Smooth integration between DP software and LIS will become increasingly important as the DP market matures. The challenges associated with poor Application Programming Interfaces (APIs) are well known and no stakeholder, let alone pathologists, wants to feel like they’ve been taken back to using a computer from the 90s with multitudes of pop-up interfaces.
Integration can be difficult, however, and instead of focusing on existing challenges we instead recommend that vendors start by examining their own core products. Many LIS vendors today have a portfolio of acquired software, much of which is decades old and built for infastructure that no longer exists. Consolidating portfolios and smoothing transitions to cloud and SaaS-based deployments is therefore a more efficient way of solving this problem, as when building a new product integration DP software can be embedded from the start and not ‘tacked-on’.
4. Image Display Hardware
Finally comes presentation of the image itself, on display hardware. Like the products beforehand, often display hardware decisions are overlooked and added hastily when first adopting DP. However, displays can vary greatly in size, shape, ergonomic design, resolution, brightness, contrast ratio, refresh rate, and screen reflection, amongst other things. Many pathology professionals today use consumer off-the-shelf (COTS) displays, which compared to medical grade displays, are provided to them as part of an enterprise’s standard core (enterprise) workstation configuration, selected by default with their office computing setup, or included with other IT hardware purchases.
For a profession which hinges on the study of a particular image, there is a specific lack of guidance between these factors. Display manufacturers do not routinely include all the same specifications for comparison, which makes direct comparisons difficult for purchasers.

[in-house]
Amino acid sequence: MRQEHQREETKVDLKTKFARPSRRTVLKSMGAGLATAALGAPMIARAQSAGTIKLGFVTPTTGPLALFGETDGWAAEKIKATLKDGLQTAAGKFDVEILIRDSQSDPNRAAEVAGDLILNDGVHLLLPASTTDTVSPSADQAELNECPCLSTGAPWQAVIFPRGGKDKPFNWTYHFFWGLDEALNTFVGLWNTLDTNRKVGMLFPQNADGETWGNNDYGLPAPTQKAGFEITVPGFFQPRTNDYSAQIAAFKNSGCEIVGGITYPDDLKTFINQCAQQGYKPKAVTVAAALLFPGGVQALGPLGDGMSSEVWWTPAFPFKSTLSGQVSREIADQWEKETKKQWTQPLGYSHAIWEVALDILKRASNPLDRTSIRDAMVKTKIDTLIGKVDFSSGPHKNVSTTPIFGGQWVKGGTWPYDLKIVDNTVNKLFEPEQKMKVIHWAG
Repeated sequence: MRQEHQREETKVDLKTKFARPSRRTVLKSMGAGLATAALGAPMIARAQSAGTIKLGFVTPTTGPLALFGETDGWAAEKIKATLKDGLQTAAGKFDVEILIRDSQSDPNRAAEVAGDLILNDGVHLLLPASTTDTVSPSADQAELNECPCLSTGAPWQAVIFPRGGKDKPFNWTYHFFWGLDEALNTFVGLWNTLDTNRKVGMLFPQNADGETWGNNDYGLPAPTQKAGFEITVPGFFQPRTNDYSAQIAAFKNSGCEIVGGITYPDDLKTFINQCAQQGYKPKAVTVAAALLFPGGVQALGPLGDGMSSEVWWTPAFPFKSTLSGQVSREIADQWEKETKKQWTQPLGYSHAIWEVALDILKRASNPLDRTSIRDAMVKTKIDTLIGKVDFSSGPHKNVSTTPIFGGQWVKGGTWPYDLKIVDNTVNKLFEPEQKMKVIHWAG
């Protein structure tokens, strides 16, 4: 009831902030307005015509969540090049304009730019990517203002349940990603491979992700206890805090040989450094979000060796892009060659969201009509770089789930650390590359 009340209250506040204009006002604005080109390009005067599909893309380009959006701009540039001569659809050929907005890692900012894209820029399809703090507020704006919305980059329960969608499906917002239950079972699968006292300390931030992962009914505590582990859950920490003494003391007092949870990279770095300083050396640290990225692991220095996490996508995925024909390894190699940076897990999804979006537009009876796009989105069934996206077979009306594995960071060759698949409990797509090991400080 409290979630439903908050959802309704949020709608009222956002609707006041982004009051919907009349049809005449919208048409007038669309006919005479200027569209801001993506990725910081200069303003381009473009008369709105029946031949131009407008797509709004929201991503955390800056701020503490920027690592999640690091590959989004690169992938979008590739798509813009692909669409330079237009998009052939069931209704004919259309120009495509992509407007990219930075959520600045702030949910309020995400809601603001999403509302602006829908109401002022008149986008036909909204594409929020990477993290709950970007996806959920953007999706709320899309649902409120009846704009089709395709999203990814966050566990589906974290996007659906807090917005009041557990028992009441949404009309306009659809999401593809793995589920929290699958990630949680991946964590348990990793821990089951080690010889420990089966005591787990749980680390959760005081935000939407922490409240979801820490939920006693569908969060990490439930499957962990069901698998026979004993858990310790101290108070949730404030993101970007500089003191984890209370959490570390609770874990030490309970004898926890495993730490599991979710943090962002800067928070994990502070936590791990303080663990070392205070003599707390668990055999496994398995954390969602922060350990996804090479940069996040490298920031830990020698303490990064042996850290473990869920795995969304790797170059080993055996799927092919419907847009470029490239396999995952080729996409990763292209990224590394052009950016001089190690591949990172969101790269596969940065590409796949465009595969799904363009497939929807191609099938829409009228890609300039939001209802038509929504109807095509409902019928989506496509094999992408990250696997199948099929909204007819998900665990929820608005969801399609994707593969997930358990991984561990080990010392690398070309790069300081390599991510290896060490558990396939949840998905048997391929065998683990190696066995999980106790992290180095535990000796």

Whilst further education and clarity is required to help pathologists understand the full implications of each of these factors there is also another fact to highlight. The US market is often one to lead others, which favour FDA-approved products due the regulatory authority’s rigorous evaluations. Whilst there are FDA approved medical grade monitors available for pathology diagnosis, there has not yet been a study specifically concerning FDA approval for monitors when used in digital pathology.
In other disciplines, like mammography, the FDA has set a precedent for a minimum number of pixels offered by displays when viewing images for screening and diagnosis and currently no analogous legislation exists within pathology. Whilst the side-lining of the pixel pathway was good for the industry, making a variety of best-of-breed software available to providers and offering US labs flexibility in deployments, some oversight may still be needed to ensure that COTS displays are equivalent in diagnostic value to medical grade.
There are of course a variety of other incumbent markets that also have stakes in DP adoption. Component manufacturing for scanners, for example, have inherent control over the corresponding costs of scanners and slide preparation hardware vendors will benefit from the requirement for uniformity when scanning. However, the markets listed above are distinct in their ability to steer the pathologist more directly in their practices. Each has an integral role to play in adoption today, and will impact the role DP will play tomorrow, and so laboratory decisions makers and DP vendors would do well to ensure that all are consulted as roll-outs continue
*Content from Signify Research’s ‘Digital Pathology – Core Market Update’ published in April 2023. Signify Research’s methodology focuses on primary research discussions with vendors in each market, complemented with secondary research from open sources. Through the course of its research Signify speaks to both digital pathology and ancillary market vendors such as for Laboratory Information Systems, image storage and radiology IT.
Disclaimer: In seeking to foster discourse on a wide array of ideas, the Digital Pathology Association believes that it is important to share a range of prominent industry viewpoints. This article does not necessarily express the viewpoints of the DPA, however we view this as a valuable point with which to facilitate discussion.